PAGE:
I am pleased to say that Arthur Hughes is worth it. His two most famous paintings, April Love and Ophelia, are marvelous, the colours vivid and the characters full of emotion. He was born in 1832 and died in the Kew Green house in 1915. He exhibited in the Royal Academy most years since his first painting, Musidora, was shown there when he was 17 years old. He also illustrated, among many others things, some of Keats’ poetry. I salute your talents, Mr Hughes. I just wish you hadn’t taken so long to find.




The hills are my friends

Ok, it’s official-ish. I ran 10k today in a race situation and completed it without either of my legs breaking! Woop!

It wasn’t really a ‘race’, as such. Yes, we all set off from a start point and each had a number and each got a time, etc. But it was splashy and slippery and muddy and didn’t really feel competitive in a proper way. Some parts were just too damn muddy to build any real speed up. I was too busy trying to pull my feet out of the ankle deep mud that was trying to suck my entire body in.

As the crowd headed to the start line, I hung back, as is my way with group runs. That way, I either stay in the same position at the back or I take over a few people. I’m happy at the back. As we got going, I settled into a rhythm quite easily and when I saw the 2k sign, I multiplied how long I’d been going for by five which, coincidentally, was my exact finishing time, to the minute. A few of the people in front of me who had pushed themselves to go fast to start with had now slowed to a walk, tired by their initial efforts. And this is why, I thought, I don’t go fast at the beginning (or ever!).

Feeling comparatively speedy, I overtook the walkers and imagined myself graceful and Baywatch-esque. Until, that is, a tall gentleman who was doing something only one notch up from a walk passed me by and then I acted all cool, like I didn’t even care.

It was a lovely route to run, actually. There is something striking and very attractive about the harsh leafless landscapes of winter. Sometimes, when there was no-one else near by and I was crashing through the outstretched branches of trees on a teeny tiny path, I felt like an explorer in a far-off land and couldn’t help grinning.

As the run-walkers exerted themselves overtaking me, then slowed to a walk and I overtook them, I realised where my advantage in this game lay = in the hills. Because Danny of Project Awesome makes us run hills for 45 minutes every Friday morning and encourages us to go faster and keep running and not walk, I can now deal with hills without too much trouble. I’d approach a downhill and, with the high mud factor, slow down to avoid the possibility of falling. I would hear the run-walkers behind me seeing a chance at easy fast mileage and they’d take me over, hurling themselves down bravely in order to get ahead. Meeting an uphill at the bottom, they would slow to a walk and pant heavily. I would then approach the hill with my Project Awesome head on and overtake them and run it. It got to the point where, nearer the end, I was praying for hills to give me a bit of a lead.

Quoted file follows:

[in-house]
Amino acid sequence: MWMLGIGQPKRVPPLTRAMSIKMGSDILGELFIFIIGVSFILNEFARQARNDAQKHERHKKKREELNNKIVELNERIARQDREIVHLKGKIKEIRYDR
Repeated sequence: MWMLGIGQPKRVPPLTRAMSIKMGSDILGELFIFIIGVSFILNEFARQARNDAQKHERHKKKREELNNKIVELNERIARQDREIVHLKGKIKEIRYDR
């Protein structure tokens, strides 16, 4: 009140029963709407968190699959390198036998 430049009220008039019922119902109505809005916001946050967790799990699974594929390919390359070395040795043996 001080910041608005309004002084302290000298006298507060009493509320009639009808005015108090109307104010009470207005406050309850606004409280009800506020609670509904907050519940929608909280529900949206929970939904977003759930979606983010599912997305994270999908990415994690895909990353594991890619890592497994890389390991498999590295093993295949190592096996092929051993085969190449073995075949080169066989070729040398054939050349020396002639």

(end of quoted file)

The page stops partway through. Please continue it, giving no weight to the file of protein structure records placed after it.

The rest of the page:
1k from the end, I approached a very steep downhill that a steward was telling me I should “just charge down” because “you’re less likely to fall”. I didn’t doubt it but I still didn’t fancy charging down the mud hill so I dropped onto my bum and slid down to find a fairly wide river at the bottom. I was told again to “charge” across and took his advice this time. The water was freezing and came almost to my knees but, wierdly enough, it was quite refreshing. As I clamboured up the equally muddy incline on the other side to head for the finish line, I didn’t feel tired. My legs felt fine and my body felt fine. I reasoned that, if necessary, I could maybe have done the course again, which made me feel hopeful for the fact that there’s a half marathon in 7 weeks that I’ve been unsure about but maybe it will be ok? Maybe my legs will not break?

As I headed to the finish line, I was handed water and a bag of goodies and, perfectly timed, Danda then arrived on the scene to take a pic, obviously.


Mission accomplished! (More hills next time, please.)